| NEW YORK
NEW YORK May 6 A U.S. pension fund has
initiated a class action lawsuit against a group of the world's
largest banks, accusing them of "conspiring" to scuttle
competition in the $27 trillion credit default swap (CDS)
market, in turn raising fund managers' costs.
The case, filed on Friday in the district court in the
Northern District of Illinois, is the first antitrust case
relating to the banks that dominate the credit derivative
The European Commission and the U.S. Department of Justice
are also conducting antitrust investigations into the banks and
Markit relating to anticompetitive behavior in CDS.
In the suit, the Sheet Metal Workers Local 33 Cleveland
District Pension Plan alleges that twelve banks, including Bank
of America Corp, Citigroup Inc, Deutsche Bank
, JPMorgan Chase & Co, Goldman Sachs Group Inc
and Morgan Stanley, acted together to impede
competition in order to protect lucrative revenues they earn
from acting as intermediaries to trades.
The suit also alleges that the banks further used their
dominance of boards and committees at Markit, an index and data
provider, and trade group the International Swaps and
Derivatives Association (ISDA), as well as trade warehouse the
Depositor Trust & Clearing Corp (DTCC) to limit transparency in
the market and to block new market entrants, the suit alleges.
"The CDS market has been starkly divided between those who
control and distort the market and those who, in order to
participate in the market, must abide their distortions," the
fund said in the complaint.
The pension fund traded CDS with Citigroup, it said in the
The case is the latest blow to banks that dominate the $639
trillion privately traded credit, interest rate and equity
derivatives markets, after revelations that the banks sought to
fix the key London Interbank Offered Rate (Libor) spurred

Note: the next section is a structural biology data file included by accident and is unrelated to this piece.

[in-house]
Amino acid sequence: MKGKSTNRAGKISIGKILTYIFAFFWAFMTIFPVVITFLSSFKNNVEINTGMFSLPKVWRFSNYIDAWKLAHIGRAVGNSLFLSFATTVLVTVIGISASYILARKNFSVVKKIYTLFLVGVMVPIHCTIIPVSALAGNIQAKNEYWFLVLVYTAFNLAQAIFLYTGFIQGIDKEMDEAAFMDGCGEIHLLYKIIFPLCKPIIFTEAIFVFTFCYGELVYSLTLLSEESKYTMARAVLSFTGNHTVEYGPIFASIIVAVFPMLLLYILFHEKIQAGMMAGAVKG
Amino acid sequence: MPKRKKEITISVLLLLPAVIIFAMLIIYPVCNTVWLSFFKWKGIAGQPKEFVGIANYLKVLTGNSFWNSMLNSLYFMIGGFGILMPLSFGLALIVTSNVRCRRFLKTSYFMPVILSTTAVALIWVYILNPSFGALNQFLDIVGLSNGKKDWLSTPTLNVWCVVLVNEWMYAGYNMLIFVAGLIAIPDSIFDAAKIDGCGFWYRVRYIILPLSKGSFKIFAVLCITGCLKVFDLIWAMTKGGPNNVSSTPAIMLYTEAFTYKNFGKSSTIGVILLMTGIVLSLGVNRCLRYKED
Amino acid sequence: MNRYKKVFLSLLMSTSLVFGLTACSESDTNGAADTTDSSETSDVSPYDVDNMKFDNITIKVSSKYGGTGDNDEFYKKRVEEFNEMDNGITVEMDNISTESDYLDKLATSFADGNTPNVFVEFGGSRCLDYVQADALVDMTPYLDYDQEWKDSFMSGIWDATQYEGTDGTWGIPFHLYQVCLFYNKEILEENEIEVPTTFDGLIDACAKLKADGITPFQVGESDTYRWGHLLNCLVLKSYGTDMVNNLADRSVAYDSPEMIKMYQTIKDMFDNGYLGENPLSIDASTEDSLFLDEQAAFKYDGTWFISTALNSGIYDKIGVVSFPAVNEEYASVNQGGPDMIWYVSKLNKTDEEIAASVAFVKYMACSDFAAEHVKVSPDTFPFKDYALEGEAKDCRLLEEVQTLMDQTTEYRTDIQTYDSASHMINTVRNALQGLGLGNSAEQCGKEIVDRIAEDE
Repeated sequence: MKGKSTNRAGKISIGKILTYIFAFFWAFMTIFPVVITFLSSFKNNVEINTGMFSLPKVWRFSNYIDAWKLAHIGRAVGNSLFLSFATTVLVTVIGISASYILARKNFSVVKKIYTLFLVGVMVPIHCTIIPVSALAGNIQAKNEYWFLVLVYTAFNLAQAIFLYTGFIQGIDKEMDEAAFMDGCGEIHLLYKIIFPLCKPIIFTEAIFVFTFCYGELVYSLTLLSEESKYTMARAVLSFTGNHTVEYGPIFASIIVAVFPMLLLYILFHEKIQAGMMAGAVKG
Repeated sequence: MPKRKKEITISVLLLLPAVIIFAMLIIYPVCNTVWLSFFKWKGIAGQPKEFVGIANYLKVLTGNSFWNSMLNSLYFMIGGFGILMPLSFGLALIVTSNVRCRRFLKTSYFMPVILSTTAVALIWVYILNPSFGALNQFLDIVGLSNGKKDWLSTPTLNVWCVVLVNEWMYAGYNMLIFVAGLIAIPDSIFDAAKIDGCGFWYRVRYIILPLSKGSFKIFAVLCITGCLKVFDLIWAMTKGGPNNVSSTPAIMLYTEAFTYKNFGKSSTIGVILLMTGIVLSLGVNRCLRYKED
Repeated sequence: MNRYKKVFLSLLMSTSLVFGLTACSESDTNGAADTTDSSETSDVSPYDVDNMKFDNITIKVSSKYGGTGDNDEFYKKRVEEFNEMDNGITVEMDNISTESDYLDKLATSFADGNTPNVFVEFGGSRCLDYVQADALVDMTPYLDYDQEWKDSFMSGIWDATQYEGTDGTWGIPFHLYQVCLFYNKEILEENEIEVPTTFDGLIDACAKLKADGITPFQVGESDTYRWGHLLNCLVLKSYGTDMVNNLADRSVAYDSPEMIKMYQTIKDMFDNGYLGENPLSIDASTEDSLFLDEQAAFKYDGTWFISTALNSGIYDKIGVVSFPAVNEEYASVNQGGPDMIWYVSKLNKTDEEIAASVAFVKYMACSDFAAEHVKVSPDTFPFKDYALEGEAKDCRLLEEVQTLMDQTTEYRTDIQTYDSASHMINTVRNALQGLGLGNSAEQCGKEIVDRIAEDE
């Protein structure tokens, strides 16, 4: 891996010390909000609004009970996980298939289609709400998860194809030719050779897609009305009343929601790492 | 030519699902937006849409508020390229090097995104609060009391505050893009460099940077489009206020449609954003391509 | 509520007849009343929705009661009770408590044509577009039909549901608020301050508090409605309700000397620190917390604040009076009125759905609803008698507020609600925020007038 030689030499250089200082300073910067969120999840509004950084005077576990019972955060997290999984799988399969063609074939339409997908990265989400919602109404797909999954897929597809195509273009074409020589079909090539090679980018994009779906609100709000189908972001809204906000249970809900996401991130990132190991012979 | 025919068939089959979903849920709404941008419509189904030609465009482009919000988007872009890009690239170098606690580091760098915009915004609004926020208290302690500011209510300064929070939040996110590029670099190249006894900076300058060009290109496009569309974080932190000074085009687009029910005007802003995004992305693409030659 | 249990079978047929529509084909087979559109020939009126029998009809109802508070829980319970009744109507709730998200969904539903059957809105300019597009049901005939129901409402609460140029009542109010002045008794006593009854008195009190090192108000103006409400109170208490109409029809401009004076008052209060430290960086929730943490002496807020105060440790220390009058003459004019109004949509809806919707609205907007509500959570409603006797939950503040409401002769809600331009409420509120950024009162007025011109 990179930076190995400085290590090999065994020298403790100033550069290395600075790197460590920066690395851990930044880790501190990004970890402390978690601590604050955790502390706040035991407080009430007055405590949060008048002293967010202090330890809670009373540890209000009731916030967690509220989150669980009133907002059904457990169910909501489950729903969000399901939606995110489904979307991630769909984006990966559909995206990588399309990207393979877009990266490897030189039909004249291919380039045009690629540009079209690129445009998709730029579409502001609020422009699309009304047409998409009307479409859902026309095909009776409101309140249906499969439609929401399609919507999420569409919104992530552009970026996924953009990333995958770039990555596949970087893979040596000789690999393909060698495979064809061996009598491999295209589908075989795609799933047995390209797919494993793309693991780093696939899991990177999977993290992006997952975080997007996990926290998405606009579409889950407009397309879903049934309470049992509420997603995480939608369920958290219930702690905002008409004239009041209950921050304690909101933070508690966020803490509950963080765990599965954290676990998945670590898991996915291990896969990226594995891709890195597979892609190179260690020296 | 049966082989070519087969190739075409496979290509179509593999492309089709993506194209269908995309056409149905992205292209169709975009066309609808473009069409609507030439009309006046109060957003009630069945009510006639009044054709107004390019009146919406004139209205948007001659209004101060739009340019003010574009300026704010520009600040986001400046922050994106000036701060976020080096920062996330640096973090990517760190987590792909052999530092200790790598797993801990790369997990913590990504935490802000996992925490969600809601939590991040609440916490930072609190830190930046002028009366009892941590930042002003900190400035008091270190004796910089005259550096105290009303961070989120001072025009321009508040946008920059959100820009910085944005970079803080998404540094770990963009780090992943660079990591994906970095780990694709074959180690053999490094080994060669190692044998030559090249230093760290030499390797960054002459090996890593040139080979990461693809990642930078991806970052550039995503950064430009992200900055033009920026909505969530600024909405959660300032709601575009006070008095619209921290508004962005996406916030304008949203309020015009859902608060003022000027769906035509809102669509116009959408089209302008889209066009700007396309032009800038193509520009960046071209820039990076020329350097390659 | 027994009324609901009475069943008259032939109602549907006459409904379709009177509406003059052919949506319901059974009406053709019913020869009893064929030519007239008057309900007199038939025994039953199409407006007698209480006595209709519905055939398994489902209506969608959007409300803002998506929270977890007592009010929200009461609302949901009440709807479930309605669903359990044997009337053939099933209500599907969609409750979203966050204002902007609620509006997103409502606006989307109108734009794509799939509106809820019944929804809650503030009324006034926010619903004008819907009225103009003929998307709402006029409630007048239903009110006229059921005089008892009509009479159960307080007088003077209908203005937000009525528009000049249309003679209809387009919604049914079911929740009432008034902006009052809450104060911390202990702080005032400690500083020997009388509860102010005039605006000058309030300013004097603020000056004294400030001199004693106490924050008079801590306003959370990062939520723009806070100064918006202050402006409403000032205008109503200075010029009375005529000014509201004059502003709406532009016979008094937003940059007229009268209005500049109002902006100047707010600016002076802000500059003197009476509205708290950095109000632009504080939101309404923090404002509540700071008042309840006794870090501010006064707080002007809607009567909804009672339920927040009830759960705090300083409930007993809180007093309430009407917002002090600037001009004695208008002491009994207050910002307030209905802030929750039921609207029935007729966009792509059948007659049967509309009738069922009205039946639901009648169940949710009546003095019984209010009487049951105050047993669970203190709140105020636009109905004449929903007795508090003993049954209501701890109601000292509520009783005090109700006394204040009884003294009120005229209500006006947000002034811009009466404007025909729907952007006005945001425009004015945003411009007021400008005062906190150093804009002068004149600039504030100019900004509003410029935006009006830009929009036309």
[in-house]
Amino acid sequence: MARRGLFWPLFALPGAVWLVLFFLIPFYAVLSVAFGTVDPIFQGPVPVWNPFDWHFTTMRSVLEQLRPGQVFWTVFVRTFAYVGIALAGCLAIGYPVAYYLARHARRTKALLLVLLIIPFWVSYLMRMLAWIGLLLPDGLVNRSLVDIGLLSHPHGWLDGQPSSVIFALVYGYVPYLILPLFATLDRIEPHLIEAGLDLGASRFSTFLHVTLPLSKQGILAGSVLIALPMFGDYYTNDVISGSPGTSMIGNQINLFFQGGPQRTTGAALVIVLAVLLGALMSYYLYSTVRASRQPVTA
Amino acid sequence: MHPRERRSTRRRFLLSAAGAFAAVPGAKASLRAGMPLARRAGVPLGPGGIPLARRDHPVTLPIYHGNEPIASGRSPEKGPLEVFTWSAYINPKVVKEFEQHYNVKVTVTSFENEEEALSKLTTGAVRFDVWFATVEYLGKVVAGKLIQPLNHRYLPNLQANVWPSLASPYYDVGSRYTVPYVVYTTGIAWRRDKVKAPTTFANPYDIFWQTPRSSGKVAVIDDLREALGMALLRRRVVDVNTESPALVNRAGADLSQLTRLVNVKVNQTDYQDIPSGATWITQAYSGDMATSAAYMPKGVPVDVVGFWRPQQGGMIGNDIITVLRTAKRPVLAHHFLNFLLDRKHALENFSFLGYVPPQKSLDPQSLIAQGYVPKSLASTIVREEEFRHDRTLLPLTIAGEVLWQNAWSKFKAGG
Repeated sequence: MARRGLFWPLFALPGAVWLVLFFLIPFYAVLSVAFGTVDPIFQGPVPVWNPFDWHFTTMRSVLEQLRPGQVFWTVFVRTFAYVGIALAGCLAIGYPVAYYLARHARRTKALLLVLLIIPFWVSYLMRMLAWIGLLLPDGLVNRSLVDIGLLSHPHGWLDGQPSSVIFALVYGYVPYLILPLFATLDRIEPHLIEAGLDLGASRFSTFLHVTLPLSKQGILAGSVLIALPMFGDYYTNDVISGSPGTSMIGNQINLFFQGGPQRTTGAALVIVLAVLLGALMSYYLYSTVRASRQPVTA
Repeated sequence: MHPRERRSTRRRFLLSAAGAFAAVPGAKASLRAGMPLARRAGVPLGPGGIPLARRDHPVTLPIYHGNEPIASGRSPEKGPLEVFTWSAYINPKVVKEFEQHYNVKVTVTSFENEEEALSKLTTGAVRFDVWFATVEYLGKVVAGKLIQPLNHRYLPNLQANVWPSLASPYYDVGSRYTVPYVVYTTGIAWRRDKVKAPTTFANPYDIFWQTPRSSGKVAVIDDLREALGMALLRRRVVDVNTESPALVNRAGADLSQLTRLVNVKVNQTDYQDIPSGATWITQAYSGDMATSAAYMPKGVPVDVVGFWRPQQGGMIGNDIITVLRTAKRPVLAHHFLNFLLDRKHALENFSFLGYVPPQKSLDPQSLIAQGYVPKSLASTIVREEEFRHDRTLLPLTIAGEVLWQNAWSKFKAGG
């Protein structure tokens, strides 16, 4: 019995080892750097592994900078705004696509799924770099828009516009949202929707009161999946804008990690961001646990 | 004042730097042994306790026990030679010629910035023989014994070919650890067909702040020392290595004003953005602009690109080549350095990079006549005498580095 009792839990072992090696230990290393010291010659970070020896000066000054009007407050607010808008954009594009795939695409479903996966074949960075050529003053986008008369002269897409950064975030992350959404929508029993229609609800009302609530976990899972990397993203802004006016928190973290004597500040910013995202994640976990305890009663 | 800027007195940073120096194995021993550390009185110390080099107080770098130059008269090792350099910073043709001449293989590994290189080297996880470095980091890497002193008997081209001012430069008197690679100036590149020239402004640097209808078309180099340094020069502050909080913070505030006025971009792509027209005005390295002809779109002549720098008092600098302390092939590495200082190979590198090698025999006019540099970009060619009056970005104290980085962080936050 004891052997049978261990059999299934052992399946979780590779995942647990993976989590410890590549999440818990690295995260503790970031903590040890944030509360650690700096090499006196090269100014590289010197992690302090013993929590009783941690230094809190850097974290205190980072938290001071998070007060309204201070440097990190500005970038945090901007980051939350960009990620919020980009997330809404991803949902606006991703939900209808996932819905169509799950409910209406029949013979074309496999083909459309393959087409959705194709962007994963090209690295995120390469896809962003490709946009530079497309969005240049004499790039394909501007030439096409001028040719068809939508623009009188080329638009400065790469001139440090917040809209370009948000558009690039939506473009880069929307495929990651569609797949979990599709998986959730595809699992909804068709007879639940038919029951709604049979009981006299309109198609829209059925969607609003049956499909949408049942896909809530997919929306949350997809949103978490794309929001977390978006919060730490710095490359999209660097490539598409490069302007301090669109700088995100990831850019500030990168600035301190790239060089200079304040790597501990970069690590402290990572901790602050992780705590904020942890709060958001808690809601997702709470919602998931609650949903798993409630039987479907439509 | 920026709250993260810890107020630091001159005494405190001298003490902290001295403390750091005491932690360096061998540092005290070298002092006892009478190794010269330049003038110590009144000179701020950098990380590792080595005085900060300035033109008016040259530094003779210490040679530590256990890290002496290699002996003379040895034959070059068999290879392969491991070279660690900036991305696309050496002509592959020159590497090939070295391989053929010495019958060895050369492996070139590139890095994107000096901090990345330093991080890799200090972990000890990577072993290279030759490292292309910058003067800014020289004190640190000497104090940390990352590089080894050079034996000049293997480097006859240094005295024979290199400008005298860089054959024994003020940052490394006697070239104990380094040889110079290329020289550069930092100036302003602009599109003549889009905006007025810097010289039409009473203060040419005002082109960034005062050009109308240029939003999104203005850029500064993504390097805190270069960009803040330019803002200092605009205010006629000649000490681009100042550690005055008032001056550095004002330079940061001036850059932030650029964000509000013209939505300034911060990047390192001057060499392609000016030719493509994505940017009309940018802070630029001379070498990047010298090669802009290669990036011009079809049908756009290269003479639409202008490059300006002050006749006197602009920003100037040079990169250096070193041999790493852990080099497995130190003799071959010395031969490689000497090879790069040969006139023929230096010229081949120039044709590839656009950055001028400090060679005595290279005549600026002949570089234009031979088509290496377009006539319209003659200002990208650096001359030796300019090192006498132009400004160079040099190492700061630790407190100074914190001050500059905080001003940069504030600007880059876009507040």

regulatory fines, continuing investigations and lawsuits.
Credit default swaps are used to protect against losses if a
company, country or other borrower cannot repay their debt, and
to speculate on a debt issuer's credit quality. Contracts backed
by risky mortgage-backed debt have been blamed as a key
contributor to the 2007-2009 financial crisis.
The Sheet Metal Workers pension fund alleges that banks cost
fund managers billions of dollars by acting together to stem
exchange trading of credit default swaps. By keeping the market
privately traded, and opaque, the banks were able to profit from
wide spreads for buying and selling the contracts, and maintain
their monopoly in the market, it said.
"The priceswere fixed at artificially derived levels," the
Banks boycotted a joint venture by Chicago-based exchange
CME Group Inc and hedge fund Citadel Group in 2008 to
offer exchange trading of the contracts, the complaint said. The
banks further used their presence on boards and committees at
Markit and ISDA to deny or delay permissions to use licenses
that the CME the needed to offer the contracts, it added.
Banks further acted to set up an alternative clearinghouse,
now owned by the IntercontinentalExchange, that would
not trade the contracts on exchange, allowing the banks to
maintain secrecy of trade pricing, the suit alleges.
Banks further routed all of their CDS trades to that
clearinghouse, ICE Clear Credit, at the expense of the CME
offering. They have also used their influence on the ICE risk
committee to restrict membership to the clearinghouse to the
largest banks, the suit alleges.
ICE has been named as a co-conspirator in the complaint. ICE
spokeswoman Brookly McLaughlin declined comment.
Markit spokesman Alex Paidas said that "Markit has not been
served with the complaint filed by this class action law firm
but we have seen a copy of it. The allegations are wholly
without merit and we will defend ourselves vigorously."
ISDA spokeswoman Lauren Dobbs said: "we believe that the
allegations against us are without merit and that ISDA acted
properly at all times."
Spokespeople for the banks, which also includes Barclays
, BNP Paribas, Credit Suisse, HSBC
, The Royal Bank of Scotland and UBS,
all either declined comment or did not respond to requests for